When Colin Beighley and I founded Swift in 2012, we hoped to revolutionize energy, not navigation. We started in a barn outside Santa Cruz because we thought we’d be building high-altitude wind turbines, not tiny chips. The thing was, we couldn’t start on the turbines until we had a highly-accurate, low resource-intensive positioning system to guide them.
Once we started designing and developing the solution to that problem, we found that it could solve a lot more than just getting our turbines off the ground — it could be one of the keys to unlocking an autonomous future.
By 2013, we were ready to come down from the mountains and launch Swift Navigation. We moved into the city and started growing our team, including bringing on our CEO and co-founder Timothy Harris.
Today, we’re headquartered in San Francisco and the team has grown to nearly one hundred positioning experts worldwide, working to enable autonomous applications to make our lives safer, more accessible and more productive.
Accurate positioning is vital to autonomous vehicles because, unlike humans and animals who have an innate sense of self and where we are, machines can only tell their location relative to other things.
When using GPS, a machine learns its location on Earth relative to a network of orbiting satellites, and as accurate as this system is, there are so many variables that can be missed along the way. That’s not ideal for guiding vehicles through densely packed urban environments.
Using our network of hundreds of sensors around the world, Swift products are able to correct errors caused by factors like uncertainty of a satellite’s orbit, or disturbances caused by the sun’s radiation bouncing off the atmosphere and Earth’s magnetic field. The data from these sensors is collected and processed by our cloud service, then distributed to our Arm-powered positioning software.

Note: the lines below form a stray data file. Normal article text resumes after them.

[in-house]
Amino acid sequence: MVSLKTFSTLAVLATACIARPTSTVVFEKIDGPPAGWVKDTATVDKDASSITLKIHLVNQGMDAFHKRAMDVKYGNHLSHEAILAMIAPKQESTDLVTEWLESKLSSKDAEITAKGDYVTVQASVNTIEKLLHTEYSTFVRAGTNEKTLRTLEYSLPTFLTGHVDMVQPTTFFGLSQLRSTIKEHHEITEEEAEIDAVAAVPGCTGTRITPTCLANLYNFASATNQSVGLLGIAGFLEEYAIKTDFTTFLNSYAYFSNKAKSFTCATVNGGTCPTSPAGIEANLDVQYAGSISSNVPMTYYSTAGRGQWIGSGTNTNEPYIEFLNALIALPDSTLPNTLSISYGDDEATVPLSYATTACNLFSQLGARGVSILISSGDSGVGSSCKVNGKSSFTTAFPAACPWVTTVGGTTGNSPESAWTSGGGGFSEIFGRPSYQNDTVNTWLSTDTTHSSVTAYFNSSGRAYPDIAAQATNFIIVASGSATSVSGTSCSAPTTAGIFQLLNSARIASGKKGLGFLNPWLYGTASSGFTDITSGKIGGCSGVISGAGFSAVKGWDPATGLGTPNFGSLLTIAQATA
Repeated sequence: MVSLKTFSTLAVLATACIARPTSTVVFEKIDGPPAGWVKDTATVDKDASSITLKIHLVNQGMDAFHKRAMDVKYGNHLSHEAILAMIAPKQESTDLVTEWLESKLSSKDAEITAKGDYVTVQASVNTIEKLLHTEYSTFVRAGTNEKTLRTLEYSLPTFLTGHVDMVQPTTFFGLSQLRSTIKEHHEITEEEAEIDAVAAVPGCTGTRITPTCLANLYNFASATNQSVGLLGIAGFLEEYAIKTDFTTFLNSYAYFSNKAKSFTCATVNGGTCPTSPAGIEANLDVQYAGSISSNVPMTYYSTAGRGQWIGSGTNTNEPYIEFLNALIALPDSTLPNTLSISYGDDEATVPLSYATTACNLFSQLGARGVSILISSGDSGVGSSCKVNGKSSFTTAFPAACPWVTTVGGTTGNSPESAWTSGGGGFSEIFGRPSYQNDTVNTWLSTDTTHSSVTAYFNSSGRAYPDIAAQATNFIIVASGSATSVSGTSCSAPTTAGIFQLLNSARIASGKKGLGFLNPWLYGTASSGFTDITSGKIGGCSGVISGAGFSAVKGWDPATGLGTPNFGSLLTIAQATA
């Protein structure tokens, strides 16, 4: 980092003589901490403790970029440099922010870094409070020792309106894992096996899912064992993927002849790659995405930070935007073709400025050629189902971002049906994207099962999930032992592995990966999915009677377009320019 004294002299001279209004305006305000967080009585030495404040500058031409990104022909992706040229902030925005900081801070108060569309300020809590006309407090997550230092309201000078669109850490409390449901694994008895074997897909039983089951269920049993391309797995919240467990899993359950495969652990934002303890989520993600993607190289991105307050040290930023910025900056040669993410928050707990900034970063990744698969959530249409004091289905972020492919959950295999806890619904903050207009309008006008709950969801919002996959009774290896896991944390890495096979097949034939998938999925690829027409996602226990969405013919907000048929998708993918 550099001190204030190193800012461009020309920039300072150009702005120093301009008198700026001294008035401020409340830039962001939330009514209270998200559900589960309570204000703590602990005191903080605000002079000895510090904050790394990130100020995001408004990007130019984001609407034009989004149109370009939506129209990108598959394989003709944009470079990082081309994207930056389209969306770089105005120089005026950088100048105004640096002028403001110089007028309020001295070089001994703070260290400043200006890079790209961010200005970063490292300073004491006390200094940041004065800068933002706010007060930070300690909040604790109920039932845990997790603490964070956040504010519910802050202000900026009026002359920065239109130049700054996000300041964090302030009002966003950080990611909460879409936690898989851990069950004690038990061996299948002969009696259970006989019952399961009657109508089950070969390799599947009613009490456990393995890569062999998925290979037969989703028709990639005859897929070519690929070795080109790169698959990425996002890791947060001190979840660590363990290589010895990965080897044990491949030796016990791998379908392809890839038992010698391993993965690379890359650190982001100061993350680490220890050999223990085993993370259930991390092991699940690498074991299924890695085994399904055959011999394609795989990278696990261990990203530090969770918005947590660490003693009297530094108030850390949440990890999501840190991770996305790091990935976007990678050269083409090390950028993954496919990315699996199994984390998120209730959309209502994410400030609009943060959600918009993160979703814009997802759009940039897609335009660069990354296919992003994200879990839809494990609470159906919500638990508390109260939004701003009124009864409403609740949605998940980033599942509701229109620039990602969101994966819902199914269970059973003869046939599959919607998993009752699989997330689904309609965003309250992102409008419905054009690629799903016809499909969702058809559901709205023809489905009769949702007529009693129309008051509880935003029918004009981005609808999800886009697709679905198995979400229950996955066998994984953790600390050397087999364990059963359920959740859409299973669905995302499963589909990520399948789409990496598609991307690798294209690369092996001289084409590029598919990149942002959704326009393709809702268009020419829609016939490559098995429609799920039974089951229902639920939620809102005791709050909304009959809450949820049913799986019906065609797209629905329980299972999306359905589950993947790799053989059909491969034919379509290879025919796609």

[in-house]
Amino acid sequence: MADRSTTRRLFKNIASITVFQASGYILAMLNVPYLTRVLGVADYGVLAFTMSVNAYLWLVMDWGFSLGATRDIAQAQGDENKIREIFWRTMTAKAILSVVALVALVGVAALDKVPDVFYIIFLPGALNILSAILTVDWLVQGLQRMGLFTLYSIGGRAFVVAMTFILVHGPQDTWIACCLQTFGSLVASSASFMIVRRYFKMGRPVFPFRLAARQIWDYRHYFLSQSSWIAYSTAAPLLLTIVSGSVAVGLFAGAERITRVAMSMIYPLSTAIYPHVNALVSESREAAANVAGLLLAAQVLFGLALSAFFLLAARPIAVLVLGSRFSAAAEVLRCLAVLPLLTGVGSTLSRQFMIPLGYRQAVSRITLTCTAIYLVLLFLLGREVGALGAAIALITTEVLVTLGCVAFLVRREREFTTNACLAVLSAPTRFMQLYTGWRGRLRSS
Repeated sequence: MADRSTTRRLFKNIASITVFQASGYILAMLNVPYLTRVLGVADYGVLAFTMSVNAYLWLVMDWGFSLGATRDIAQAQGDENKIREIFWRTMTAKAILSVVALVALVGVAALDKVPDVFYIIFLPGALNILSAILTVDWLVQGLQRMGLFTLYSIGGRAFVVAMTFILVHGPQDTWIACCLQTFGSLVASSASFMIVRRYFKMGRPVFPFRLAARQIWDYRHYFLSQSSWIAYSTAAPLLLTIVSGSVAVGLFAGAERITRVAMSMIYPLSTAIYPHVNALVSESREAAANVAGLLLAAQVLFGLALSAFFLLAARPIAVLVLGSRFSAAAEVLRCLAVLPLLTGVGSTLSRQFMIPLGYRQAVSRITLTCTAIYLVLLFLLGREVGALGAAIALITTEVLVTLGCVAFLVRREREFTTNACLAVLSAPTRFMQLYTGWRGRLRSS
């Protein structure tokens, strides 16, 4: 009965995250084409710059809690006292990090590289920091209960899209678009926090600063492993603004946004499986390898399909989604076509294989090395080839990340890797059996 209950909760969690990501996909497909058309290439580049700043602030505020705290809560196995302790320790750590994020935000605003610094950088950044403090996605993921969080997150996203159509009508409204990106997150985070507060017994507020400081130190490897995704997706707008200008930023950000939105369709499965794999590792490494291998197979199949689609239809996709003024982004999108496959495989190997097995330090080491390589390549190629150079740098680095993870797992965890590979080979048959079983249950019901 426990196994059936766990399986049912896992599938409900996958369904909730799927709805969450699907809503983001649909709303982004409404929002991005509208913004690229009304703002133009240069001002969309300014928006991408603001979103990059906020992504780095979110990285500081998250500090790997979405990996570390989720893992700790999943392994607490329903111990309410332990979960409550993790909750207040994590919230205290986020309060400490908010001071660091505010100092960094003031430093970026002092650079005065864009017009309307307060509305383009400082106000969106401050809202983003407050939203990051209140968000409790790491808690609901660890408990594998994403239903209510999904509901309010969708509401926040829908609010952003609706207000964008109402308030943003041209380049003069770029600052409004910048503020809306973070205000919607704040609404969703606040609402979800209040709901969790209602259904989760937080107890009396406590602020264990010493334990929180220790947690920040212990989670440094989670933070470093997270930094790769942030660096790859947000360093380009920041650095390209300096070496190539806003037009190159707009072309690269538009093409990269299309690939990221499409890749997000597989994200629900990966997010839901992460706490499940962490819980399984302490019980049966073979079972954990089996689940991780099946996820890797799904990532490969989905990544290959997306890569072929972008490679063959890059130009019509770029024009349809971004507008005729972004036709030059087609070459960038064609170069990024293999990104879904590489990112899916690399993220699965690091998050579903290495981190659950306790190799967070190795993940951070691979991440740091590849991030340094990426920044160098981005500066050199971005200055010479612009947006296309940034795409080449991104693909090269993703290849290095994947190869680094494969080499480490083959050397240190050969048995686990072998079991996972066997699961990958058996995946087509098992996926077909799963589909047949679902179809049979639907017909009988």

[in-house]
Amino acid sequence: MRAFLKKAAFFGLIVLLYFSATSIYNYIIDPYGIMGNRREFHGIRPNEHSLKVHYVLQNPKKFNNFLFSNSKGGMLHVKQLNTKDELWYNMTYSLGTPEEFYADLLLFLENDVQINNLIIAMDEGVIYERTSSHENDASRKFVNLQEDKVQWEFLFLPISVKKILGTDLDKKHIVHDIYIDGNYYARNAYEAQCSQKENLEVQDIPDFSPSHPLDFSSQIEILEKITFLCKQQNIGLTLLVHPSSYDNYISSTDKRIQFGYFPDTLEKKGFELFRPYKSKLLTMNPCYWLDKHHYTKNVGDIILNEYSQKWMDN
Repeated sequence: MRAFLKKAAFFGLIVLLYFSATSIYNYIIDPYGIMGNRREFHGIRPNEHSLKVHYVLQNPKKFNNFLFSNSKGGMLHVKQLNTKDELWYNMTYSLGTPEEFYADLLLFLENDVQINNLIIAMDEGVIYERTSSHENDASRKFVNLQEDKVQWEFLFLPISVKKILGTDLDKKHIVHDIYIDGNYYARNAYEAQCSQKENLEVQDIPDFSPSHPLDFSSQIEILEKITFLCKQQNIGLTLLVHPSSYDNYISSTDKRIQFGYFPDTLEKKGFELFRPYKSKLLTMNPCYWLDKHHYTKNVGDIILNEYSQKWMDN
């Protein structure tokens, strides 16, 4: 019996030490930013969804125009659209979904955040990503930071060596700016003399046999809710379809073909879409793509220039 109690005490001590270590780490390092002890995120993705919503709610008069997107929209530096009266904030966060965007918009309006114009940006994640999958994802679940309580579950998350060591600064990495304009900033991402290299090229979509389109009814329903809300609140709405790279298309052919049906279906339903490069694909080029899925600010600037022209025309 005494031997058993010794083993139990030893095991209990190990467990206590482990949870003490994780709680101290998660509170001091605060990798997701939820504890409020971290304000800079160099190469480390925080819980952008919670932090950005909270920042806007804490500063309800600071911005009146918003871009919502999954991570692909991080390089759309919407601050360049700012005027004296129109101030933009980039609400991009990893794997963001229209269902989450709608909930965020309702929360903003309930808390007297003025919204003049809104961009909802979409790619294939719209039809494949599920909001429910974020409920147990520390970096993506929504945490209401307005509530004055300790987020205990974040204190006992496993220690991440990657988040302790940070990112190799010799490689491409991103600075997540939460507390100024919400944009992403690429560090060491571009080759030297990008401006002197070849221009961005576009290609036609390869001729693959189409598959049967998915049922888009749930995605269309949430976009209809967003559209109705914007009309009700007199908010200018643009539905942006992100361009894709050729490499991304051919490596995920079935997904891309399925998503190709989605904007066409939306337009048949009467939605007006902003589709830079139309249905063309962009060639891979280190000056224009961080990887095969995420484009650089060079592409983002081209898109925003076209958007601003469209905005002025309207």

Swift Navigation & Arm: A collaboration in innovation
What Swift Navigation has been able to accomplish wouldn’t be possible without our partnership with Arm. The core of our solution is Starling® software, which is responsible for calculating the precise position based on all the input data and corrections.
As that software also has to run locally on the vehicle, we needed a powerful processor that still met the energy efficiency, cost, and safety targets of our customers. Arm was the natural choice for developing a solution that is cost-effective, scalable and high-integrity.
Swift Navigation software is designed to be compatible with chips from industry-leading silicon makers who also build their solutions on Arm processors. It works with a variety of GNSS measurement engines and is a hardware proven, end-to-end solution, tunable for the specific requirements of a customer’s platform.
Our work with Arm elevates the capabilities of the connected car and simplifies the integration of high-precision GNSS for Automotive OEMs and Tier 1s, as well as Silicon and Platform vendors.
Looking towards the future
When we started in 2012, autonomous vehicles were more science fiction than fact, and opinions were divided on whether they would become feasible technology for the mass market.
Today, vehicles with basic autonomous capabilities are becoming commonplace in production models from several manufacturers. We’ve matured with that market, honing our technology in applications such as agriculture, construction, rail and drones, in addition to the public launch of our automotive product suite in 2019.
As Swift Navigation technology improves alongside the market, we expect the higher levels of automation to be available to the public. Within five years, we expect the current Level 2 systems that can guide a car down a highway with human supervision, to mature into the Level 3 systems with advanced self-driving capabilities.
Beyond that, we hope Level 4 and 5 systems, which will be smart enough to drive themselves in suburbs and cities, will become a reality in a decade’s time.
At Swift, we know that our technology is getting faster, smarter, and more accurate with every passing iteration, helping to give machines in a clearer picture of where they are in the world. And it wouldn’t be possible without Arm.
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